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February 10, 1934 - Image 1

Resource type:
Text
Publication:
The Michigan Daily, 1934-02-10

Disclaimer: Computer generated plain text may have errors. Read more about this.

souvenir
j-hop extra
vol. xliv

c1 trl Tttrt 471at_

second
edition

ann arbor, michigan, saturday, february 10, 1934

price 10 cents

1934 hop over; fun for all
even with mercury at --14

after the grand march was over

trains, tiaras, ruffles
reminiscent of '90's'

By Marnie Morrison and
Florence Harper
Appealing femininity contrasting
with the severe modernism of the
ballroom formed the scenic back-
ground of the 1934 J-Hop. Elegance
expressed in trains, tiaras, and wind-
swept ruffles seemed reminiscent of
the days when carriages drove in
procession to the ballroom door. As
in other days, daintiness of net, chif-
fon, and tulle were combined in all
the luxury of the mode, pastel shades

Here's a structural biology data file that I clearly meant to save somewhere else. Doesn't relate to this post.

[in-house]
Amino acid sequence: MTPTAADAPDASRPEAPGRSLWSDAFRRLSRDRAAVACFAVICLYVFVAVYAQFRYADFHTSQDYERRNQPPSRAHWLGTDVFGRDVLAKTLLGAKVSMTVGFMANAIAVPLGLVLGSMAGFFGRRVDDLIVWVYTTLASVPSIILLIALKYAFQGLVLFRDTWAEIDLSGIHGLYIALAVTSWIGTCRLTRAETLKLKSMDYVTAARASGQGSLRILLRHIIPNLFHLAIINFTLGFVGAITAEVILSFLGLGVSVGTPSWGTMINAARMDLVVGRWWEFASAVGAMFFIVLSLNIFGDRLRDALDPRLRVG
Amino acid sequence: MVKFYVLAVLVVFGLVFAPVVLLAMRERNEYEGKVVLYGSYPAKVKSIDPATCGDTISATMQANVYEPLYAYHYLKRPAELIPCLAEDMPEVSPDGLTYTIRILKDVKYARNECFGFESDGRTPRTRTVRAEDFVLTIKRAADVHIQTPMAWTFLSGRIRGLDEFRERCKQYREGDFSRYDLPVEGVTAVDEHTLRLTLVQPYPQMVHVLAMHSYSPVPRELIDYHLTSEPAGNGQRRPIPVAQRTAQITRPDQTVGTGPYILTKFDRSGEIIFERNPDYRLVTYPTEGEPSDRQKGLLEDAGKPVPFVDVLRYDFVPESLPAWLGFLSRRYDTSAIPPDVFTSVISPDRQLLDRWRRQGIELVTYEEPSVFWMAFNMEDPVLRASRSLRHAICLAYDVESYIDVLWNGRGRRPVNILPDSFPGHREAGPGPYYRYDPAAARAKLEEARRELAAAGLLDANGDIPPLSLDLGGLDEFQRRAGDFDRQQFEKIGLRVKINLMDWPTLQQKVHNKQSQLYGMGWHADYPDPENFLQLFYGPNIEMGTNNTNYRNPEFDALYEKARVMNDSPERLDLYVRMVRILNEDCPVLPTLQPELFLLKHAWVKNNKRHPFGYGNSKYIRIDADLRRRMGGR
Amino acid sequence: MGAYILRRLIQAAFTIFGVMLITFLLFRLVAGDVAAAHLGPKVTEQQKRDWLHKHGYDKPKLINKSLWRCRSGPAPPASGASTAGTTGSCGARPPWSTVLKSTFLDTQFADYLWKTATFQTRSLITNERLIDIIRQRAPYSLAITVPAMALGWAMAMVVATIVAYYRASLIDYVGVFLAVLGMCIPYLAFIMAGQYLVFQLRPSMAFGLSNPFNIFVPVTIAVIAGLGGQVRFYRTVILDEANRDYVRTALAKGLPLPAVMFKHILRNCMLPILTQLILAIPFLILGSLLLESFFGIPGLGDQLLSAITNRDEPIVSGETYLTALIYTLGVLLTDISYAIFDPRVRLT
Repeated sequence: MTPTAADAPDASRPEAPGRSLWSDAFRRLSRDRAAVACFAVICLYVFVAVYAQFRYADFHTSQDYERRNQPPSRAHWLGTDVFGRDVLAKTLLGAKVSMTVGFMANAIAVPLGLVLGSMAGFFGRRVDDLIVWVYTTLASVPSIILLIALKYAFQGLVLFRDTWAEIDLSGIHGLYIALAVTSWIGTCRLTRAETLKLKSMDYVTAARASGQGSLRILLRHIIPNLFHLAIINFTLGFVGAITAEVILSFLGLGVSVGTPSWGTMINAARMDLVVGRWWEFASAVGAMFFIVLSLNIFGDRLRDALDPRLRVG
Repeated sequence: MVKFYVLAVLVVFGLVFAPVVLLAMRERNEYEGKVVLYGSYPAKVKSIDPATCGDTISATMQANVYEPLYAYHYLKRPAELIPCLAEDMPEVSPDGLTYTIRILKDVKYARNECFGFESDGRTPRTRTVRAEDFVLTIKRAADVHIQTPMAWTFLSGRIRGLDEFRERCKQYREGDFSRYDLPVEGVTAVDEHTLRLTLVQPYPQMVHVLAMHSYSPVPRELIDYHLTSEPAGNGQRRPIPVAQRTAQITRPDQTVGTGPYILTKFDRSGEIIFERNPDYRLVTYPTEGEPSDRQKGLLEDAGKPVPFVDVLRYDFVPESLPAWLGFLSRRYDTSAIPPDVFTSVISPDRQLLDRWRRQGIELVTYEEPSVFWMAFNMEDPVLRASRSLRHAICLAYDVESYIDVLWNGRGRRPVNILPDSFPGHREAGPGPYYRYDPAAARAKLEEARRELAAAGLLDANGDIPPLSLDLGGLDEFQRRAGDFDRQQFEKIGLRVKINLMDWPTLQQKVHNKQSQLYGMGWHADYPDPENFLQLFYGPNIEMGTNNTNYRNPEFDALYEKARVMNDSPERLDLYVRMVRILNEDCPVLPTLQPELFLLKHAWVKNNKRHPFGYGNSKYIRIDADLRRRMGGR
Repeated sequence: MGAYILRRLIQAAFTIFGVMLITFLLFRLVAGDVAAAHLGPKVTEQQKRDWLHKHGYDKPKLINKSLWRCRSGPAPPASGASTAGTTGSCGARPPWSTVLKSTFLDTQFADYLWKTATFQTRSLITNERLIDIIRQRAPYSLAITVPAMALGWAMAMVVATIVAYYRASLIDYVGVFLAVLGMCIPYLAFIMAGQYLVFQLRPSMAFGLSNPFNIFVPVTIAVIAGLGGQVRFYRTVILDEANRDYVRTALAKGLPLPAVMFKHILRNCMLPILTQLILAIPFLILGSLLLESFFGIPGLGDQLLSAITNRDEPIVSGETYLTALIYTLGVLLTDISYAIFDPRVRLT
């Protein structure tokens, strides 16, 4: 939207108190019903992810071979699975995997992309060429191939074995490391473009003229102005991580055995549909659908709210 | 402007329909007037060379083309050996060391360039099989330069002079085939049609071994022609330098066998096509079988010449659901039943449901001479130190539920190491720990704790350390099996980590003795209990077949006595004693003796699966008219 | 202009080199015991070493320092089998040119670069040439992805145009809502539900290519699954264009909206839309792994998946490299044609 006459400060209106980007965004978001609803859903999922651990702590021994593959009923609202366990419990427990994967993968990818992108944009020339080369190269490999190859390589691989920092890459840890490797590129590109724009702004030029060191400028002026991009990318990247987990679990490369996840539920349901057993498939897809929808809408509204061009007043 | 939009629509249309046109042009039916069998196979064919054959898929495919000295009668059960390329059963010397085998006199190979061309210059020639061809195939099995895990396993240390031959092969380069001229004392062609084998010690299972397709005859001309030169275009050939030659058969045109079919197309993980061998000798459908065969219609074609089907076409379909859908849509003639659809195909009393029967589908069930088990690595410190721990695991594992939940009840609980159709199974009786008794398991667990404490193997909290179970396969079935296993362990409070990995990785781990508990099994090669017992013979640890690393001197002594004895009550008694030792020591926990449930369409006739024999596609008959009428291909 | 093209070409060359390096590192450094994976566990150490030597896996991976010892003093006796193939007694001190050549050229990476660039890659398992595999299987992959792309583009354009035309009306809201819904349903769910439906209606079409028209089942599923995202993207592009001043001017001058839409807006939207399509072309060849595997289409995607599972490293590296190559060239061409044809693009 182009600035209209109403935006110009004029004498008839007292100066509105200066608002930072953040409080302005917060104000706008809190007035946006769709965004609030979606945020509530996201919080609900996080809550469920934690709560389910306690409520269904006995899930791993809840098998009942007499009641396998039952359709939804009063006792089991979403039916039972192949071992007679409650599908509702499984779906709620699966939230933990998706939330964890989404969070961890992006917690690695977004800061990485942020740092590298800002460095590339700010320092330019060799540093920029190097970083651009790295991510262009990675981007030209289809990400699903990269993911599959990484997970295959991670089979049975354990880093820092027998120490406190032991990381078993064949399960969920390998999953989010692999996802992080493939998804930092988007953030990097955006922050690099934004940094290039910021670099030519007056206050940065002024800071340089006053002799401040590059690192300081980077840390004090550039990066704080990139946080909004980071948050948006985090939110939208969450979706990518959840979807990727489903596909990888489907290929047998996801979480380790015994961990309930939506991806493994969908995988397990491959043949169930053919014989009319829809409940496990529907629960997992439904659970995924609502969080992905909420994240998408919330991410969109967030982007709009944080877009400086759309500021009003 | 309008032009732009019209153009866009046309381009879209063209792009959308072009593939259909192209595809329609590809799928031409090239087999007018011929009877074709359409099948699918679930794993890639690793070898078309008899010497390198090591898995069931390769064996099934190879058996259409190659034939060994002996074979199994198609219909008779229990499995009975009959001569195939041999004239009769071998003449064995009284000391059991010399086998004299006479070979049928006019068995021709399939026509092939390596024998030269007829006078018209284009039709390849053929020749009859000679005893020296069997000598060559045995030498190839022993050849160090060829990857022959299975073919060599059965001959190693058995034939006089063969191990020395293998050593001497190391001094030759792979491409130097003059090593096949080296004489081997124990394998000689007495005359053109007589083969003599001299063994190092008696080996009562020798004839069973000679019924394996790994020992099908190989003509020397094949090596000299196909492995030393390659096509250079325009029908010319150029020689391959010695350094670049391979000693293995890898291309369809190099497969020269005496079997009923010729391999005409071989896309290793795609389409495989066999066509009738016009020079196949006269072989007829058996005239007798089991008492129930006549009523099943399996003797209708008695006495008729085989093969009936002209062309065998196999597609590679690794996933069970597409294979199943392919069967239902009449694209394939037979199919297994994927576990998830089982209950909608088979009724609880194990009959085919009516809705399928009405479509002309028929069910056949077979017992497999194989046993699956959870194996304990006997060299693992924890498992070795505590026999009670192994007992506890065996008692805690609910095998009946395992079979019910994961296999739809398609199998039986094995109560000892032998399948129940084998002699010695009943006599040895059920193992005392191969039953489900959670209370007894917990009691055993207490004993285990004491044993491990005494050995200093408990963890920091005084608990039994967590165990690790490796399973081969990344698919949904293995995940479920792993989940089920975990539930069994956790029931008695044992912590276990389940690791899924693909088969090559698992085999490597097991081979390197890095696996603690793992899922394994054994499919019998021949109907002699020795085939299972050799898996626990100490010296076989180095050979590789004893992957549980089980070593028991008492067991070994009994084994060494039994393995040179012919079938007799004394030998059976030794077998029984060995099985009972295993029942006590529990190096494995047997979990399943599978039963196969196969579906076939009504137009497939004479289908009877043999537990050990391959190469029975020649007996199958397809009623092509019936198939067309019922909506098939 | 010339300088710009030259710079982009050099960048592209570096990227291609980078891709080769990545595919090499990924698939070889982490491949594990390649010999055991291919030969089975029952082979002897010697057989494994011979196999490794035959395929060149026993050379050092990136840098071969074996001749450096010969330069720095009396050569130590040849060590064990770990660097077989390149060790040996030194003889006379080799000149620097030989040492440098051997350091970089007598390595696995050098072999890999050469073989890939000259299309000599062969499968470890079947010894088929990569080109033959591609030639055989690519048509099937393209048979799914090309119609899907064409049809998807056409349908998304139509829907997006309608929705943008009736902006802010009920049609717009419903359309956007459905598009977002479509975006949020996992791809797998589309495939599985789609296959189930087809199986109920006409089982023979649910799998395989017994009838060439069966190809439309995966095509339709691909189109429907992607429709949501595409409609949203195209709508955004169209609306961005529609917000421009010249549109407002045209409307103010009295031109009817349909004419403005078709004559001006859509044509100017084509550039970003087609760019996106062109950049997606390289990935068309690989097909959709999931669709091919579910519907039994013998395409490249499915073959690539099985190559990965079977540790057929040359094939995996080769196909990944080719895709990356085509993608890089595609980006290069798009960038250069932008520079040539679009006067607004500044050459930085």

blending with the blue backgronnd
withdnow and then a more striking
note.
The keynote was struck by the
gown worn by Ann Timmons, 36, who
led the grand march as the guest of
Philip Singleton, general chairman
of the event. Fashioned of white lace,
Miss Timmons' frock swept back into
a long train, the low decollete of the
gown draped into a cowl effect. In
front the neckline was squarely cut
in a quaint line, and accented by
pearl and rhinestone clips. During
part of the evening the short match-
ing cape was worn by the first lady
of the evening.
As the guest of Charles Hewitt,
vice-chairman of the dance, Marion
McDougall, '35, chose rough pink
crepe for her frock. The distinguish-
ing feature of the frock was its long
pleated train. Jane Brucker, '35, who
entered the ballroom on the arm of
James Eberly, '35, co-chairman of the
floor committee, was charming in an
unusual shade of pink dust, with the
straight line broadened at the edge
of the decollete cape with ostrich
plumes.
The chairman of the invitations
committee, Ruth Kaser, attended
with Richard Schumo, '37. She chose
a frock with an intriguingly cut out
(Continued on Page Ten) '

campus groups
occupy 30 booths
1. Phi Sigma Delta, Kappa Nu,
Pi Lambda Phi, Sigma Alpha Nu,
Phi Epsilon Pi.
2. Alpha Chi Sigma, Delta Chi,
Kappa Sigma, Delta Sigma Chi.
3. Phi Sigma Kappa, Trigon.
4. Zeta Psi, Phi Gamma Delta,
Alpha Rho Chi.
5. Alpha Tau Omega.
6. Xi Psi Phi, Tau Kappa Epsi-
lon, Psi Omega.